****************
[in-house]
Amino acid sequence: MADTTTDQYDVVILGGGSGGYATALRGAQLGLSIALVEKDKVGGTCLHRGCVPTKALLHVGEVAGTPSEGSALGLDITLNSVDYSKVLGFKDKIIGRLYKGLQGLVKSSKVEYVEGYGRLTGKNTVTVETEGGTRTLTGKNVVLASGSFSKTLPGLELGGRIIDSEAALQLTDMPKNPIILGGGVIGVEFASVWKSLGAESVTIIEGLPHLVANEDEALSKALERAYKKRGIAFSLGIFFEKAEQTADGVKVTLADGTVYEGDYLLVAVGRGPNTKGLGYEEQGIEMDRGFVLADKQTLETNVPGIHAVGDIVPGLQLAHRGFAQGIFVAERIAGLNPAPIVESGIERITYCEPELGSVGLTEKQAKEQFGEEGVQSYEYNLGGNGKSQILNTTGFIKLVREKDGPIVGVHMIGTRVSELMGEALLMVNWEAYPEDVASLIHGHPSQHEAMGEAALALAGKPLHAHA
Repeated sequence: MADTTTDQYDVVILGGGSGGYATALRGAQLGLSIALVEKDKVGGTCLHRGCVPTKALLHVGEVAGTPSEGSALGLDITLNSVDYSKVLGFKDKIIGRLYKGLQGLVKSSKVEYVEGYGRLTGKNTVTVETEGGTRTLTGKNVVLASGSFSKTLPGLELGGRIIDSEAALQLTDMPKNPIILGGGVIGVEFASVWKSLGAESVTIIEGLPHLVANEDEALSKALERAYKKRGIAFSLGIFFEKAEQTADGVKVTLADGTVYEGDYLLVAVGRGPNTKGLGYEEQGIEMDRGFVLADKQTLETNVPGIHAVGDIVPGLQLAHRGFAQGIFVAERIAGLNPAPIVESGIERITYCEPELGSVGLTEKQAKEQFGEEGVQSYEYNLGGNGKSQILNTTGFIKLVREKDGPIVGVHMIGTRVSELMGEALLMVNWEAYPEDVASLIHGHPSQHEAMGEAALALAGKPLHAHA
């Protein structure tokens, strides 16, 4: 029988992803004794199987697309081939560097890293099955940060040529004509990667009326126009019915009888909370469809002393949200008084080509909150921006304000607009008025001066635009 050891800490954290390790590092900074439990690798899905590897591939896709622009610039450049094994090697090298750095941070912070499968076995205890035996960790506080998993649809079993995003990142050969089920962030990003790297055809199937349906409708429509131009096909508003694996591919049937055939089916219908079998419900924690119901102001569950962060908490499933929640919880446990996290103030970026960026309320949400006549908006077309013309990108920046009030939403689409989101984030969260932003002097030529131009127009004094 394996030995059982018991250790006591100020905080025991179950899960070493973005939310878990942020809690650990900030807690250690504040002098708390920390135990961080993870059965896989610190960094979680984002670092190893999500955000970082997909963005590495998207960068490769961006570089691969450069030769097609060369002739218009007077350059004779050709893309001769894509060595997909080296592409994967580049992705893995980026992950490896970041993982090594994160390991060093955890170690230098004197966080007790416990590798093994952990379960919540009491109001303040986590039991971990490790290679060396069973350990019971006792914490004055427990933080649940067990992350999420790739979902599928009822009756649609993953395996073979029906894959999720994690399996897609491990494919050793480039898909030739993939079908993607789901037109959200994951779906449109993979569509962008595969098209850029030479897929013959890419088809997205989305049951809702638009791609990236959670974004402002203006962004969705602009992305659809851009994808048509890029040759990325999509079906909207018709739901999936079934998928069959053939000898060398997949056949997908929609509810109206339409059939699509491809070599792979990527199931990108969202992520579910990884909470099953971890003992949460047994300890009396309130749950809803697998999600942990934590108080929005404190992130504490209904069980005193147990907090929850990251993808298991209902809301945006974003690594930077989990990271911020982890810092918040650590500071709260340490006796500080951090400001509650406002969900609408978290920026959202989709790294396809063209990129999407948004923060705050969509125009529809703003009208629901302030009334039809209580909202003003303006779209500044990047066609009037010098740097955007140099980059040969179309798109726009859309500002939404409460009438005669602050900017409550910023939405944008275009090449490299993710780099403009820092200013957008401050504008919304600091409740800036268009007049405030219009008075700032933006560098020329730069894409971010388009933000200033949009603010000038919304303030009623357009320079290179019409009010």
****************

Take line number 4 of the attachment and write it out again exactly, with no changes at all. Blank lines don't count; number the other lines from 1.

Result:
């Protein structure tokens, strides 16, 4: 029988992803004794199987697309081939560097890293099955940060040529004509990667009326126009019915009888909370469809002393949200008084080509909150921006304000607009008025001066635009 050891800490954290390790590092900074439990690798899905590897591939896709622009610039450049094994090697090298750095941070912070499968076995205890035996960790506080998993649809079993995003990142050969089920962030990003790297055809199937349906409708429509131009096909508003694996591919049937055939089916219908079998419900924690119901102001569950962060908490499933929640919880446990996290103030970026960026309320949400006549908006077309013309990108920046009030939403689409989101984030969260932003002097030529131009127009004094 394996030995059982018991250790006591100020905080025991179950899960070493973005939310878990942020809690650990900030807690250690504040002098708390920390135990961080993870059965896989610190960094979680984002670092190893999500955000970082997909963005590495998207960068490769961006570089691969450069030769097609060369002739218009007077350059004779050709893309001769894509060595997909080296592409994967580049992705893995980026992950490896970041993982090594994160390991060093955890170690230098004197966080007790416990590798093994952990379960919540009491109001303040986590039991971990490790290679060396069973350990019971006792914490004055427990933080649940067990992350999420790739979902599928009822009756649609993953395996073979029906894959999720994690399996897609491990494919050793480039898909030739993939079908993607789901037109959200994951779906449109993979569509962008595969098209850029030479897929013959890419088809997205989305049951809702638009791609990236959670974004402002203006962004969705602009992305659809851009994808048509890029040759990325999509079906909207018709739901999936079934998928069959053939000898060398997949056949997908929609509810109206339409059939699509491809070599792979990527199931990108969202992520579910990884909470099953971890003992949460047994300890009396309130749950809803697998999600942990934590108080929005404190992130504490209904069980005193147990907090929850990251993808298991209902809301945006974003690594930077989990990271911020982890810092918040650590500071709260340490006796500080951090400001509650406002969900609408978290920026959202989709790294396809063209990129999407948004923060705050969509125009529809703003009208629901302030009334039809209580909202003003303006779209500044990047066609009037010098740097955007140099980059040969179309798109726009859309500002939404409460009438005669602050900017409550910023939405944008275009090449490299993710780099403009820092200013957008401050504008919304600091409740800036268009007049405030219009008075700032933006560098020329730069894409971010388009933000200033949009603010000038919304303030009623357009320079290179019409009010």